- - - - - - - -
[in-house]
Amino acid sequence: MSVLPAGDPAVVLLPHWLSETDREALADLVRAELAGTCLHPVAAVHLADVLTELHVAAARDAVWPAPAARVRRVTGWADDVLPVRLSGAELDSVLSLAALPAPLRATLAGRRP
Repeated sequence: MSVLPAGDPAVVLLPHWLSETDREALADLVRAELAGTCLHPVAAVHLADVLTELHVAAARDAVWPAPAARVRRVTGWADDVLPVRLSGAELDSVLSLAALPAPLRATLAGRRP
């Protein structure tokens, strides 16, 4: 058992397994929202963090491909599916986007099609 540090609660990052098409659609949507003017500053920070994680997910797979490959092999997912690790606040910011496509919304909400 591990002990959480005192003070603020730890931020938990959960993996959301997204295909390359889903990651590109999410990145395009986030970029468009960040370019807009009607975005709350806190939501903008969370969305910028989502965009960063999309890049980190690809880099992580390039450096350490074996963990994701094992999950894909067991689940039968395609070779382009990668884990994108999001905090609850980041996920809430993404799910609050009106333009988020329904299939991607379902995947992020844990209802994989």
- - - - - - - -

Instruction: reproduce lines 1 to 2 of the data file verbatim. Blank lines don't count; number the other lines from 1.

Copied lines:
[in-house]
Amino acid sequence: MSVLPAGDPAVVLLPHWLSETDREALADLVRAELAGTCLHPVAAVHLADVLTELHVAAARDAVWPAPAARVRRVTGWADDVLPVRLSGAELDSVLSLAALPAPLRATLAGRRP